Part of the Skeptiseum's assortment of items relating to the childhood icon, the Tooth Fairy. On either side is a book, at rear a special pillow for placement of the lost tooth, and front left a wooden box for the same. To the right of the box is a mounted coin, "A Sixpence From The Tooth Fairy," which is a commercial souvenir from Austrailia. (For scale, that card is 4 11/16 " square.)
The packaged set, "My Very Own Tooth Fairy Pillow," includes a book, The Story of the Tooth Fairy, and the small (5-inch) pillow, with instructions: "Gently place your tooth in the little tooth pocket and slide it under your pillow. In the morning you will find a surprise. Love, The Tooth Fairy."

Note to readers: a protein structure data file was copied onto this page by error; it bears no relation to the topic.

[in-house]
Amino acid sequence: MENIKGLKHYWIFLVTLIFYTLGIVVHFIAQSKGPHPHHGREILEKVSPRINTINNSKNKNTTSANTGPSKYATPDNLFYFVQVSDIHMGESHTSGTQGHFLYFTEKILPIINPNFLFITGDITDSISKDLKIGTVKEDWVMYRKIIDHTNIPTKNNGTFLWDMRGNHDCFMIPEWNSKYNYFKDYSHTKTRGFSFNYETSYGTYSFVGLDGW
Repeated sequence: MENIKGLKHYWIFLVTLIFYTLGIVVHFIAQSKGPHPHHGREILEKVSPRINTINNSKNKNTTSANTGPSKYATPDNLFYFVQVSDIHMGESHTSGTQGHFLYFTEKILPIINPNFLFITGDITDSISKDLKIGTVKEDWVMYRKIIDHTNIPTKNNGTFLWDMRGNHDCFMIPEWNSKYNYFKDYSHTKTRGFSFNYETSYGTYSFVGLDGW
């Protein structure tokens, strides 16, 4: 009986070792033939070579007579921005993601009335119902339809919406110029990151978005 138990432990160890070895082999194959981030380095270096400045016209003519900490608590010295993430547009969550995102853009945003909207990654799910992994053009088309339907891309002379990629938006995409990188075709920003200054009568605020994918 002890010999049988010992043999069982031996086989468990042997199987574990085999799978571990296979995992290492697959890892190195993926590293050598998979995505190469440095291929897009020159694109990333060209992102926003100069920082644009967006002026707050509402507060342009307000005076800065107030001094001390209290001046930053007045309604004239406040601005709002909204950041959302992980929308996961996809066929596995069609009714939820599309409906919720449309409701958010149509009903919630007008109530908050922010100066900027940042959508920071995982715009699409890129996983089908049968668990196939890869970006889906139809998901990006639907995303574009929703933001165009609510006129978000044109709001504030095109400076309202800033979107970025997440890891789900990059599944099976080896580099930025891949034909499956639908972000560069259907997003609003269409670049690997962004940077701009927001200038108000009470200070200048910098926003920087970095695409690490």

The Tooth Fairy legend is prized in American popular culture. It holds that when a child places his or her lost tooth under a pillow, the Tooth Fairy comes in the night to remove the tooth and leave a reimbursement in its place - a coin, a dollar bill, etc. Actually, it is a parent who makes the switch, as a rite-of-passage reward, since a lost tooth represents a stage in a child's growing up.
The practice may have originated in England or Ireland where belief in fairies is prevalent. Some sources believe it may have derived from a medieval supersition in England that a lost tooth must be dropped in a fire to prevent having to search for it following death. (See "Where Did The Tooth Fair Come From?" at Nzgirl.)